What will your doctor be able to tell you when your entire genome can be sequenced in an afternoon for $1,000 or less? Who out there in the business world has a handle on how to make this data useful? Will it actually help our society improve health and wellness?
I’m getting my game face on for a sold-out event we’re hosting this afternoon in Seattle called “Computing in the Age of the $1,000 Genome.” Registration for this half-day forum starts at around 1:15 pm, and the program will get going at 2 pm. As usual at Xconomy events, we’ll have networking before and after we hear from our all-star cast of speakers. The event will be at Swedish Medical Center’s Cherry Hill campus, Pinard Auditorium, 550 17th Avenue in Seattle.
Here’s a reminder of who’s coming to join the conversation. See you over there.
Leroy Hood, the co-founder and president of the Institute for Systems Biology, Seattle
Cliff Reid, co-founder and CEO, Mountain View, CA-based Complete Genomics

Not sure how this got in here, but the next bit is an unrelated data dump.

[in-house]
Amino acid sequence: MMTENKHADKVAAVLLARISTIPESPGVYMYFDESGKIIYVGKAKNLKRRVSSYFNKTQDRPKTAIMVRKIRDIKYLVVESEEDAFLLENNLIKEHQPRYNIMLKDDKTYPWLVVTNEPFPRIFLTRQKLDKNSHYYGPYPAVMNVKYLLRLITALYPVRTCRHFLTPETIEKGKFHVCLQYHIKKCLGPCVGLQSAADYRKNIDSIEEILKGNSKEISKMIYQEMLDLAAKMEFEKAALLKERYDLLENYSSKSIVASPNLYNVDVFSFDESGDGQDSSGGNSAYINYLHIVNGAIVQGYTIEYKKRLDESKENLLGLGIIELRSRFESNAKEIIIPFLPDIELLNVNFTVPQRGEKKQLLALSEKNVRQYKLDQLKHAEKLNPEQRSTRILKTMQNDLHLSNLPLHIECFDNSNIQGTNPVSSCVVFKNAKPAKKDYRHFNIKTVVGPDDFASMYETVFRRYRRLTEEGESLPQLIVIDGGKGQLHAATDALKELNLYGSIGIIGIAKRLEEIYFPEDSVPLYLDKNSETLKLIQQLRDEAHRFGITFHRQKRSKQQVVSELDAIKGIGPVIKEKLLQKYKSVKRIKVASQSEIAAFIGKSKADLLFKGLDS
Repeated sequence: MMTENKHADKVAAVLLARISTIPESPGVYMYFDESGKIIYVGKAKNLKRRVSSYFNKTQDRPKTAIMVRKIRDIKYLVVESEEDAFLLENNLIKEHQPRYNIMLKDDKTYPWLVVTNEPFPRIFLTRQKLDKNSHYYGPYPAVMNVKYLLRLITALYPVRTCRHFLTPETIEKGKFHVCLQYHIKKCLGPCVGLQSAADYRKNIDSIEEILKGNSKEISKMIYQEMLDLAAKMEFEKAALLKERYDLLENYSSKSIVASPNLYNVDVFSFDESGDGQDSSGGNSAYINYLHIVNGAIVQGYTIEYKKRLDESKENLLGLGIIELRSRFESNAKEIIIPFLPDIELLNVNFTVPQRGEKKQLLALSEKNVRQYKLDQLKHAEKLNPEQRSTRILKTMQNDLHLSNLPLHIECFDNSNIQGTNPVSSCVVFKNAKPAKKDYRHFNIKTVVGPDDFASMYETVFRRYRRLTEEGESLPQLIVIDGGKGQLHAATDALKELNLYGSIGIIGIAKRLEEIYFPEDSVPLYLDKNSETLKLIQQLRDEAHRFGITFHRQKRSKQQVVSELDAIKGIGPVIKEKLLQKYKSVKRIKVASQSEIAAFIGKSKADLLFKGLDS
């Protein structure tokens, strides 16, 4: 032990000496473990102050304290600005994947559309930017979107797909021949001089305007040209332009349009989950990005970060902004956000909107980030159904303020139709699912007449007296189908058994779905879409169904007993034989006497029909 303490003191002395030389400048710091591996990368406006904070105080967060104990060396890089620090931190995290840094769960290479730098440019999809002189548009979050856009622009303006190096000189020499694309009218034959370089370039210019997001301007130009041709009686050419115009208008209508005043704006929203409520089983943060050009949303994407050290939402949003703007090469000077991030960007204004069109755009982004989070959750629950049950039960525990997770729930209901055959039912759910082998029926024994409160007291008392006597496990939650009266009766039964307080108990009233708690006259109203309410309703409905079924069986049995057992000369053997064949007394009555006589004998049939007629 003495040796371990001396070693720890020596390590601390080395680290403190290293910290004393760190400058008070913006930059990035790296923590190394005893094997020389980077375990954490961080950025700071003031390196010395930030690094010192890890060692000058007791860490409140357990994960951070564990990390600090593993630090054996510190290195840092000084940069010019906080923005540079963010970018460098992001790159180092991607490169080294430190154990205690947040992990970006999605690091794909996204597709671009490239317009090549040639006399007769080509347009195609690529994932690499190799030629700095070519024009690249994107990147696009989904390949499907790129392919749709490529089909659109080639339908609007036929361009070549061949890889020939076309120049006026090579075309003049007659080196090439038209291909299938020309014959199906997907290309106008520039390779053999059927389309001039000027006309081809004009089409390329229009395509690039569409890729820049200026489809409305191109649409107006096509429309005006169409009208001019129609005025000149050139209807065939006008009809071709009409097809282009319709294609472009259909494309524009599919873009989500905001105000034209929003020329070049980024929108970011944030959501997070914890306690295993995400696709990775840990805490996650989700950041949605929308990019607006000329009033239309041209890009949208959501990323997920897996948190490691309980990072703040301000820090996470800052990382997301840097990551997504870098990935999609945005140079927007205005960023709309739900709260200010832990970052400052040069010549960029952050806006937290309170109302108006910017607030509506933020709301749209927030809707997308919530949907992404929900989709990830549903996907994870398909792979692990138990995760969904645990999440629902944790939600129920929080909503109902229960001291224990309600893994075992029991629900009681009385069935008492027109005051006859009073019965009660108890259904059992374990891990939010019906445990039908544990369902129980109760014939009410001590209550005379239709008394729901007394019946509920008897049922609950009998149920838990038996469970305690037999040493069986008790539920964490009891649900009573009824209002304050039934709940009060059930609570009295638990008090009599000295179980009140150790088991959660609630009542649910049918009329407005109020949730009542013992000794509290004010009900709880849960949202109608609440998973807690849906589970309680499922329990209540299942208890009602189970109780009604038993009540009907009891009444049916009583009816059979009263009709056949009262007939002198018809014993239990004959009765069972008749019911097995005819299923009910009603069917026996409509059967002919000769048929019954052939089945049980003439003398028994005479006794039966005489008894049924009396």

Eric Schadt, chief scientific officer, Menlo Park, CA-based Pacific Biosciences
Jim Karkanias, senior director, applied research and technology, Microsoft Health Solutions, Redmond, WA
Deepak Singh, senior business development manager, Amazon Web Services, Seattle
Rowan Chapman, partner, Menlo Park, CA-based Mohr Davidow Ventures
Andreas Sundquist, co-founder and CEO, Palo Alto, CA-based DNANexus
Ilya Kupershmidt, co-founder and VP of products, Cupertino, CA-based NextBio
Rob Arnold, president, Seattle-based Geospiza
Tim Hunkapiller, Seattle-based consultant, Life Technologies
Paul Rutherford, chief technology officer, Isilon Storage Division, EMC, Seattle
Bob Nelsen, managing director, Arch Venture Partners, Seattle